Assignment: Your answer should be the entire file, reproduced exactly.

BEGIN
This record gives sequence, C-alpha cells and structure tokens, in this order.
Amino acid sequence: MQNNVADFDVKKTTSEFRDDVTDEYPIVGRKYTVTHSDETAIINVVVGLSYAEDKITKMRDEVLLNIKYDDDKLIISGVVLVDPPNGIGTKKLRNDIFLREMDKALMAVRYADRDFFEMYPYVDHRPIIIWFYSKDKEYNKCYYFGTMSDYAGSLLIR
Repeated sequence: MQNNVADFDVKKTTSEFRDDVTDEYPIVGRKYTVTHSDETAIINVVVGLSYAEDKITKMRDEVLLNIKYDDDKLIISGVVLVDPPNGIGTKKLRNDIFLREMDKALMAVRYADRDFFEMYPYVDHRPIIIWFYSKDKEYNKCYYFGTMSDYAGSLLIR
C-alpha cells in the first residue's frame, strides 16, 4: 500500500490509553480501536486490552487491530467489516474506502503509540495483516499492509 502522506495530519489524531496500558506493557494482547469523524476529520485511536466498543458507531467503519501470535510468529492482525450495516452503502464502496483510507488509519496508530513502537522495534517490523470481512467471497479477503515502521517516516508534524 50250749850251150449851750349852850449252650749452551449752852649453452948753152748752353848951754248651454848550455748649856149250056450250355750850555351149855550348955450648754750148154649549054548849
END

This record gives sequence, C-alpha cells and structure tokens, in this order.
Amino acid sequence: MQNNVADFDVKKTTSEFRDDVTDEYPIVGRKYTVTHSDETAIINVVVGLSYAEDKITKMRDEVLLNIKYDDDKLIISGVVLVDPPNGIGTKKLRNDIFLREMDKALMAVRYADRDFFEMYPYVDHRPIIIWFYSKDKEYNKCYYFGTMSDYAGSLLIR
Repeated sequence: MQNNVADFDVKKTTSEFRDDVTDEYPIVGRKYTVTHSDETAIINVVVGLSYAEDKITKMRDEVLLNIKYDDDKLIISGVVLVDPPNGIGTKKLRNDIFLREMDKALMAVRYADRDFFEMYPYVDHRPIIIWFYSKDKEYNKCYYFGTMSDYAGSLLIR
C-alpha cells in the first residue's frame, strides 16, 4: 500500500490509553480501536486490552487491530467489516474506502503509540495483516499492509 502522506495530519489524531496500558506493557494482547469523524476529520485511536466498543458507531467503519501470535510468529492482525450495516452503502464502496483510507488509519496508530513502537522495534517490523470481512467471497479477503515502521517516516508534524 50250749850251150449851750349852850449252650749452551449752852649453452948753152748752353848951754248651454848550455748649856149250056450250355750850555351149855550348955450648754750148154649549054548849